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Welcome to the Westside church’s special Monday Morning Coffee podcast with Mark Roberts. Mark is a disciple, a husband, father and grand dad, as well as a certified coffee geek, fan of CS Lewis’ writings and he loves his big red Jeep. He’s also the preacher for Westside church.
Hello, and welcome to the Westside churches special Monday Morning Coffee podcast on this podcast, our preacher Mark Roberts will help you get your week started right. With look back at yesterday's sermon so that we can think through it further and better work the applications into our daily lives . Mark will then look forward into this week's Bible reading so that we can know what to expect and watch for. And, he may have some extra bonus thoughts from time to time. So grab a cup of coffee as we start the week together on Monday Morning Coffee with Mark.Speaker 2:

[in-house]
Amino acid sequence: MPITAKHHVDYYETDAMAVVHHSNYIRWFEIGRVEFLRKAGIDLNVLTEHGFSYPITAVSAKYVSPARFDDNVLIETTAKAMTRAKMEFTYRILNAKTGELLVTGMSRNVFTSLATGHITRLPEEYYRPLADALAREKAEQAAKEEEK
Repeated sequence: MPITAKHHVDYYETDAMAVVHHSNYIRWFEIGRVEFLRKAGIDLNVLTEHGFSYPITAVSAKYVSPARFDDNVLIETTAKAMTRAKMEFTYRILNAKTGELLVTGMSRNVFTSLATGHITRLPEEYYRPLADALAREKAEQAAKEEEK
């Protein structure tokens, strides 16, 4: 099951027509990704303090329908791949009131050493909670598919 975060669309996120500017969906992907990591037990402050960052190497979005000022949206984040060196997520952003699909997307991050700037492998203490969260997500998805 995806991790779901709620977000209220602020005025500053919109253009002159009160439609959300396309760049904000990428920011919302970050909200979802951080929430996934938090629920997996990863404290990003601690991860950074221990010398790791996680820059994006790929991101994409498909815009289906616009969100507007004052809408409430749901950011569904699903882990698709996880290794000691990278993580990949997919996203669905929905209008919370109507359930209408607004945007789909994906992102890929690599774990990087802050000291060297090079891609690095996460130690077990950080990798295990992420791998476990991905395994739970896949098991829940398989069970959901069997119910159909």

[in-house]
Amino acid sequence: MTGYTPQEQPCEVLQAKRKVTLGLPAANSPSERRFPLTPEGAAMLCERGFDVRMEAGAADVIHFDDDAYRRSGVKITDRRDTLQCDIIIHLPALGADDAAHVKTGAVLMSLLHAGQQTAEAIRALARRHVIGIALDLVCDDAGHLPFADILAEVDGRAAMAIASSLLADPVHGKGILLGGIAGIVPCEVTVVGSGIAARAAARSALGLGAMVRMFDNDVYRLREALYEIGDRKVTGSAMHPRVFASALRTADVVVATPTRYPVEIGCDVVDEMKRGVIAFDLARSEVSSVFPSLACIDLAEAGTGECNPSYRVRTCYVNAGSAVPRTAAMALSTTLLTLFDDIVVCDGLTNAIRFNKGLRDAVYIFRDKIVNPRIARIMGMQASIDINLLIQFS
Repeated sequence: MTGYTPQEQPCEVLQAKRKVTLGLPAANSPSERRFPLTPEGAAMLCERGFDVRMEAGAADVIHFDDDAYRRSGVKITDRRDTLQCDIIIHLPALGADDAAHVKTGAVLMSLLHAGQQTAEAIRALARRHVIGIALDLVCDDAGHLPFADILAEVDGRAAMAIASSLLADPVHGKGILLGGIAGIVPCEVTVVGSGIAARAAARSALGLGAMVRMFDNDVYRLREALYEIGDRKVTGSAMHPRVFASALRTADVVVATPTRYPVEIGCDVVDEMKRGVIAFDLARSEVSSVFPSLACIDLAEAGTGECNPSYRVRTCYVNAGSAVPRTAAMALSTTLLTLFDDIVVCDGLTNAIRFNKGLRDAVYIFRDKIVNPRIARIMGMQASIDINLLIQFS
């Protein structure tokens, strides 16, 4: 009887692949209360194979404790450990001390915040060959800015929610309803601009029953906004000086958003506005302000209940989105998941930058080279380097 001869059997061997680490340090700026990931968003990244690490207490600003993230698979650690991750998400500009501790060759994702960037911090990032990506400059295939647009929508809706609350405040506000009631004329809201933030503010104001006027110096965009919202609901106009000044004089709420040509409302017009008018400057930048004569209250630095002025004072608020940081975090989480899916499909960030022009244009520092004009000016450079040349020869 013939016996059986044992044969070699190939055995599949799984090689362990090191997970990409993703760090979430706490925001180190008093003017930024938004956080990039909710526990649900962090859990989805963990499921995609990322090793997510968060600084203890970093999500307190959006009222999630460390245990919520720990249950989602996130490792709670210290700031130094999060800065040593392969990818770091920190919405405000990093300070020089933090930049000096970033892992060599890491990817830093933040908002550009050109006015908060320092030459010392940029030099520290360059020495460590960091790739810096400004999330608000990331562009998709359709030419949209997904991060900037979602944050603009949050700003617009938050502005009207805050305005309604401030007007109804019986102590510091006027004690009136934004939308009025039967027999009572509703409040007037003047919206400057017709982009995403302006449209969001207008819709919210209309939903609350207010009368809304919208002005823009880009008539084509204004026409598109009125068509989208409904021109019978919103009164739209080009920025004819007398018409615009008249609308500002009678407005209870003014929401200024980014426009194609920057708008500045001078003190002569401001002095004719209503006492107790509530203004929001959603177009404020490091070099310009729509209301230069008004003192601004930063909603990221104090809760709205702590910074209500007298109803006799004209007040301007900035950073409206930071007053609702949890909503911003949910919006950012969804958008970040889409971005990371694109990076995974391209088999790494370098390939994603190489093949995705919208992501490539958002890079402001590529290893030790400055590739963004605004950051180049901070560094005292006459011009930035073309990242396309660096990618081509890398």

Mark .Speaker 3: